My second story is about epiphanies. I have always run against the grain of life. In 2001, I was at the top of my career in the vinyl fence industry. Making over 6 figures, being the top salesman at the company, having the respect and admiration of others…I was doing great. I can recall the day of the epiphany that would change my life. I was talking to my boss about the companies marketing strategy. I was giving my unsolicited input into his job. My boss stood up from behind his desk, looked at me and said, “We pay you to do the job we want you to do, not the job you could do.” And that is when it hit me like a brick wall. My value to the business was limited…finite. I couldn’t grow here…so within the month I quit. At the time, that was considered by most of my family and friends as the absolute stupidest thing I have ever done…next to joining the military that is.
But what this did was energize me to make my own path in the world. And while it wasn’t always what most consider a “normal” career path, it was mine. I know that I wouldn’t be here today if it wasn’t for that conversation. I wake up each morning, wanting to go to work, excited to tackle the challenges before me…one epiphany changed the course of my entire life. Tonight I challenge each of you to reflect on events that happen in your life. Don’t let the future happen out of chance, we each have the opportunity to make what we want out of life…will you make the most out of yours?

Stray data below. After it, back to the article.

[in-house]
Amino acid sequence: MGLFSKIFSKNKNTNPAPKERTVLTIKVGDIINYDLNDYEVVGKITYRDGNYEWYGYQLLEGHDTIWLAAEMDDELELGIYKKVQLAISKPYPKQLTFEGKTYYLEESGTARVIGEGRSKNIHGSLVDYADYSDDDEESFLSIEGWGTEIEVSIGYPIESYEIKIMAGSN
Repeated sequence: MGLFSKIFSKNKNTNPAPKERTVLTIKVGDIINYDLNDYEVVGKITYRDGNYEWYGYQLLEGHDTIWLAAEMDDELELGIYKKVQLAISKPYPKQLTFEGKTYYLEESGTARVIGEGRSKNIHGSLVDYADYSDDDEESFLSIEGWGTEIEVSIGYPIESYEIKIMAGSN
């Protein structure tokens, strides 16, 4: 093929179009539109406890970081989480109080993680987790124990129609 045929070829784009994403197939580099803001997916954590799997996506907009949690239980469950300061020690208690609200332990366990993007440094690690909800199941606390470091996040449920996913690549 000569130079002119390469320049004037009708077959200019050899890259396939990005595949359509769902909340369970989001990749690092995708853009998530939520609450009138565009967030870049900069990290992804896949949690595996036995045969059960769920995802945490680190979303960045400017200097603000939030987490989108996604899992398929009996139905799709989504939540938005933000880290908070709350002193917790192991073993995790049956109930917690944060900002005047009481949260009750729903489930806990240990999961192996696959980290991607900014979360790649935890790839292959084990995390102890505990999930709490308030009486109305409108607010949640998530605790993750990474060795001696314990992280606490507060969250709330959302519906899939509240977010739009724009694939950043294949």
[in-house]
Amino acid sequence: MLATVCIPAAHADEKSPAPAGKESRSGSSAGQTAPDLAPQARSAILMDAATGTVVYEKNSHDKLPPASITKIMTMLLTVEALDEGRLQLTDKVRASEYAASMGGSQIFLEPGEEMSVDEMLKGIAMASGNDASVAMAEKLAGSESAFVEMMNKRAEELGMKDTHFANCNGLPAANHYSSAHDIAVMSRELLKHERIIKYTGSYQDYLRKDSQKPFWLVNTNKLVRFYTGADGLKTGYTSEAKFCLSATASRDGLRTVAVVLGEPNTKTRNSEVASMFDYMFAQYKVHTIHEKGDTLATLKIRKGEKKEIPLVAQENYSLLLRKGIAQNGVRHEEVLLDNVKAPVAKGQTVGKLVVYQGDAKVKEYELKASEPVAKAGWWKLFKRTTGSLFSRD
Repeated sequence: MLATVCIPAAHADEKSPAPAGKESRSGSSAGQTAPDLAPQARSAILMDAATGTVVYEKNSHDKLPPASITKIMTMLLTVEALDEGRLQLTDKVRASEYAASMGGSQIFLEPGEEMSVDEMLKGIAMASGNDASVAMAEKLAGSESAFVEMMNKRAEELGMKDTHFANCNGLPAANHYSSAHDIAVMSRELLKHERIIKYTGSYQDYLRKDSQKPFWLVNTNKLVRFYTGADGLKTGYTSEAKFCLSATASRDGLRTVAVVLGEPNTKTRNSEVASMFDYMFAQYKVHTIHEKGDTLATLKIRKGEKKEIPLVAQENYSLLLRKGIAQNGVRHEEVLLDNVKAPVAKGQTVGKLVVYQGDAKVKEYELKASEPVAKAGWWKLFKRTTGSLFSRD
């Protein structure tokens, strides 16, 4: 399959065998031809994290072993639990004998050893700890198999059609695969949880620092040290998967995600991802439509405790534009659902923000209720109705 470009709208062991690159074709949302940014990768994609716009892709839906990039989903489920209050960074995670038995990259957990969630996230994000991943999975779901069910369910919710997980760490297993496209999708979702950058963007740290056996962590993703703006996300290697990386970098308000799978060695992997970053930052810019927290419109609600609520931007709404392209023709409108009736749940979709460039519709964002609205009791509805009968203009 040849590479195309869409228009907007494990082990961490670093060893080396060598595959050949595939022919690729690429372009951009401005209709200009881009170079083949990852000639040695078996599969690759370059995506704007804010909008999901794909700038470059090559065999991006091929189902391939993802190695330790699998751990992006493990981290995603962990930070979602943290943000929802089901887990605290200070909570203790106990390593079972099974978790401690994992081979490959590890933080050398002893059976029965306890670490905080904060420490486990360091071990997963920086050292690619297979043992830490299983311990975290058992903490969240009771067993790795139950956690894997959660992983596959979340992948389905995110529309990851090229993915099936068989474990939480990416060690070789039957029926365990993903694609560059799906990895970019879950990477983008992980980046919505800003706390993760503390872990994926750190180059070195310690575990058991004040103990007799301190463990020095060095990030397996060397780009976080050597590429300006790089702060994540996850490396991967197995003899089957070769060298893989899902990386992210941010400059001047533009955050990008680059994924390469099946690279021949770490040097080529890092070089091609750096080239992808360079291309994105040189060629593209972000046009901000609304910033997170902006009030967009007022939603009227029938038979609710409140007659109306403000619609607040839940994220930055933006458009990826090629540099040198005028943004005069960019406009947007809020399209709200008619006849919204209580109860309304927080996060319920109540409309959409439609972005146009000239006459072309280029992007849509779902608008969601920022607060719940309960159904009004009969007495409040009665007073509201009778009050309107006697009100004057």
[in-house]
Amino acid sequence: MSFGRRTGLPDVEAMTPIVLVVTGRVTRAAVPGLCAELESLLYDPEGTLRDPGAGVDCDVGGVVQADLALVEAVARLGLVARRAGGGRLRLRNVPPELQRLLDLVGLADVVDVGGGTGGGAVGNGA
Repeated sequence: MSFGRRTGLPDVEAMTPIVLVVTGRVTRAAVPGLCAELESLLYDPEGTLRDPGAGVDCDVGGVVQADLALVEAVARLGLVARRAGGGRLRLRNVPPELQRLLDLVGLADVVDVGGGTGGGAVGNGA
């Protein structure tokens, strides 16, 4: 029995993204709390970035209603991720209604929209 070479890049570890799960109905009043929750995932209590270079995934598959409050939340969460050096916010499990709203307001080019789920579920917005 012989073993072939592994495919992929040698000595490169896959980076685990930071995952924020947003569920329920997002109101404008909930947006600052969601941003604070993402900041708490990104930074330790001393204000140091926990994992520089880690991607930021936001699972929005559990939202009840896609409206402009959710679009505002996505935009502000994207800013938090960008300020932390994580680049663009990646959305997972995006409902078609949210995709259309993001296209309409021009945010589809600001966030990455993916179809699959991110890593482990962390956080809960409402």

Steve’s third story was about death. As you know, he was diagnosed with pancreatic cancer and if you read his autobiography, you can follow the ins and outs of his ordeal…spoiler alert…he dies. And while I don’t have a riveting cancer story that goes along with my death, I was once reminded of my own mortality. In April of 1995 my Dad called me around 7am and informed me that my Grandfather had died in his sleep. It was the first time in my adult life I had to face death. His funeral took place on a blustery spring day and as I stood at his grave, I read the big block letters across the tombstone…M U F F L E Y….Muffley. It was there for the first time, I realized my own mortality. News Flash, we are all going to die. But as the cliché goes, not all of us live.
Steve Jobs said that he would ask himself this question each day -
“If today were the last day of my life, would I want to do what I am about to do today?” And whenever the answer has been “No” for too many days in a row, I know I need to change something.
I would like to say that I am that introspective…but I am not. I do like to think that even though I don’t wake up each day asking myself that question, I had a moral compass inside me, guiding me by that principle. Because you see, Life IS to short and to precious to not be involved with something you love, something that you have a true passion for, something you believe in.
Each morning for the last six months, before I get out of bed, I have said to myself, “today is the day the Lord has made, let me rejoice and be glad in it.” And while you may or may not believe in God, saying those little words have had a profound affect on my life. It reminds me that my time on earth is finite and that I need to be happy where I am at. And if they day should come where I am not….I know it’s time to change something….and that isn’t a bad thing.